New Orleans: A Timeline
GOOD's Guide to NOLA Basics originally appeared in GOOD Magazine's New Orleans Issue. Read more from the magazine here.
1718 Founded as La Nouvelle-Orléans by members of the French Mississippi Company, the city becomes a major hub for traders in the U.S. interior.
1763 The Seven Years War ends. The Treaty of Paris gives New Orleans to Spain.
1803 The Spanish return the city to the French. Meanwhile, Napoleon sells the entire Louisiana Territory to the United States, which takes control of the city on December 20.
1812 Louisiana enters the Union as the 18th state.
1815 The Battle of New Orleans pits an outnumbered Andrew Jackson against 10,000 British troops. He wins, even though the War of 1812 was already ended by truce before the battle begins.
1817 The Washington becomes the first steamboat to sail up the Mississippi as far as Louisville, Kentucky ushering in the golden age of steamboat travel.
1836 The port of New Orleans is the busiest in the country.
1830s The Sazerac, quite possibly the first cocktail invented in America, is born in New Orleans.
1856 The Mystick Krewe of Comus begins Mardi Gras celebrations in the city.
1862 Taken by Union troops early in the Civil War, New Orleans avoids the destruction visited upon most Southern cities.
1863 The city’s famous streetcars begin running.
1892 Harold Plessy is removed from a whites-only New Orleans street car. The Supreme Court case resulting from the removal codifies the idea of “separate but equal.”
1900 New Orleans native Buddy Bolden begins playing what many claim to be the original jazz music. He is never recorded.
1927 The Great Mississippi Flood displaces 700,000 residents. The flood is made worse when officials dynamite a levee, flooding much of St. Bernard Parish.
1978 New Orleans’s first black mayor, Ernest Morial, is sworn into office.
2005 Hurricane Katrina
2009 The New Orleans Saints win the Super Bowl.
2010 BP Oil Spill
How Helsinki Became a Public Transporation Paradise One European city plans to make car ownership obsolete within a decade
Follow the Crowd NanoCrafter and the rise of group intelligence Why online gaming may just be the future of science
The Empathy Mirror Neurofeedback enables us to better see ourselves in the other. Recent discoveries in neurofeedback can teach you to be less of a dick.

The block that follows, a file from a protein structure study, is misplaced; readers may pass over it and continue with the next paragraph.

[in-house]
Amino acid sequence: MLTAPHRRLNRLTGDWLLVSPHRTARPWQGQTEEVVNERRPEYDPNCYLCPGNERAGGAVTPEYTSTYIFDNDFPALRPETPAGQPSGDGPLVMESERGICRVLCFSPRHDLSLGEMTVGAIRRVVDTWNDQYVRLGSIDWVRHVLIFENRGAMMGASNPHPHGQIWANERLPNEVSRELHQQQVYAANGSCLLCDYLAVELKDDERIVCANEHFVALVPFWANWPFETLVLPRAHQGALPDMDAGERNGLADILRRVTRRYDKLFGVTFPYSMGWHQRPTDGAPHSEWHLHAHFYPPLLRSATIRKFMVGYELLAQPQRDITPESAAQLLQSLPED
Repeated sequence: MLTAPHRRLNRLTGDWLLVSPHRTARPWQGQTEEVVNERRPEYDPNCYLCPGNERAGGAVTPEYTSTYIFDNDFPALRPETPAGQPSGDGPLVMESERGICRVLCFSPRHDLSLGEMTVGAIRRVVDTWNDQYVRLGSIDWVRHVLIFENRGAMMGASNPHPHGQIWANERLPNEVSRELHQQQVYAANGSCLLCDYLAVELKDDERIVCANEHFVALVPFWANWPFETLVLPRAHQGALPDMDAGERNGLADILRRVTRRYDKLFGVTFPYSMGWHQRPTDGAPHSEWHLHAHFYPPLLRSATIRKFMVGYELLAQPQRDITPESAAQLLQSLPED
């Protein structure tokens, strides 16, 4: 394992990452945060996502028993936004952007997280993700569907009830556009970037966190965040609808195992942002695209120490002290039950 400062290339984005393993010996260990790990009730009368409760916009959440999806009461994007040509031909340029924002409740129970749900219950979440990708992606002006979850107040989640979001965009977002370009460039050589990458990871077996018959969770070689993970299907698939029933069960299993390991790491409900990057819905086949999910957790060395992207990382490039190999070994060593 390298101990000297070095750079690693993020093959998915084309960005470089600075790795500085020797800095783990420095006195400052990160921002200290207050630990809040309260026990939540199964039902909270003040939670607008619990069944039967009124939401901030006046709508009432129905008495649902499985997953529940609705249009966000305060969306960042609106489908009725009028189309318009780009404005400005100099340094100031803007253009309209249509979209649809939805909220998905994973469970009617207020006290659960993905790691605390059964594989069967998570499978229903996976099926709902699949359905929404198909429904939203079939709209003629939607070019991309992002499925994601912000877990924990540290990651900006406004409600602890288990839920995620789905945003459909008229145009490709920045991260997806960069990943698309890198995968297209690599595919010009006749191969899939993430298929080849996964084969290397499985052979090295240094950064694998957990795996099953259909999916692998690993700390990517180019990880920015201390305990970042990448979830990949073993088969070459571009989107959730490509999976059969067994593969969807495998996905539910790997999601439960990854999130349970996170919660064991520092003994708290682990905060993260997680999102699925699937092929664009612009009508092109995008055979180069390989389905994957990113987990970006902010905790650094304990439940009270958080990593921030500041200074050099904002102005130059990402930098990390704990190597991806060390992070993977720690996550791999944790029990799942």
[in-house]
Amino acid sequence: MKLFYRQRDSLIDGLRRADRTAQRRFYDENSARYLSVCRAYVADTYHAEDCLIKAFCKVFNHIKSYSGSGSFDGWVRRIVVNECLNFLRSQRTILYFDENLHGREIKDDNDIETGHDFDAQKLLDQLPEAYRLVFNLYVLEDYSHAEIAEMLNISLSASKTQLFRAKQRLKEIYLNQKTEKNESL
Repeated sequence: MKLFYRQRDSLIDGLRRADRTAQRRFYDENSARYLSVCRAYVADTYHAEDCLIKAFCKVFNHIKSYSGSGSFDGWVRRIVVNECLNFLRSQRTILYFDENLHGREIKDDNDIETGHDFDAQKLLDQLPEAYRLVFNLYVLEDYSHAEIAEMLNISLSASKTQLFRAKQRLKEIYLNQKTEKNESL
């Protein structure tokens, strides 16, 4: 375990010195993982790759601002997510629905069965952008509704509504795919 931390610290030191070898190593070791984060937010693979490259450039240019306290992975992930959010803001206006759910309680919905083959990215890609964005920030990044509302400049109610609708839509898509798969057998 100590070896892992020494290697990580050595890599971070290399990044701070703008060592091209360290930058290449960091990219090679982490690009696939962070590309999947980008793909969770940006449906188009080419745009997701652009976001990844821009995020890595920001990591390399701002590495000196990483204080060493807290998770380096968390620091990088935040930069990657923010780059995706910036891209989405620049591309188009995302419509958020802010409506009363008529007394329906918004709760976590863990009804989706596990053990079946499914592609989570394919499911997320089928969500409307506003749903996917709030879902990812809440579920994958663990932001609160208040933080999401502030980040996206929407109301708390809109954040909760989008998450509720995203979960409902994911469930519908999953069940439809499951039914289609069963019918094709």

Robots On Ice Probe the Arctic Why a team of research robots is investigating disappearing sea ice, and why you should care.
Don’t Turn Away Colin Finlay photographs the consequences of climate change. You will never see more beautiful photos of the deteriorating state of our planet than the ones in this photo feature.
Puppy Love How dogecoin spawned an improbable community of giving What a canine-emblazoned cryptocurrency can teach about philanthropy
Positive In, Positive Out: How a USC Alumna is Coping with Lymphoma Coast Guard Reserves member Cassie Sulfridge, 28, had just graduated from MSW@USC, the Southern California university’s web-based Master of Social Work program, and was working two jobs when her life was turned upside down.
Politics by Yummier Means An Israeli-Palestinian popup restaurant and the precarious art of gastric diplomacy Two chefs win over hearts, minds, and stomachs in Jerusalem.
Rag Time Seven seriously f’d up t-shirts that somehow made their way onto shelves Brazil’s “lookin’ to score” tee is, unfortunately, part of a recent tradition of aberrant apparel.
LeBron James Complicates Cleveland's Comeback Story Returning to Cleveland, LeBron James contends with a city’s past and conflicting views of its future
The Equalizers For these Brazilian footballing legends, competitive play wasn’t a diversion from societal ills, but a means to redress them. A secret history of the fight for social justice among Brazil’s greatest soccer stars of the past century
The Real Implications of Detroit’s $500 Houses Sometimes the Rent is Too Damn Low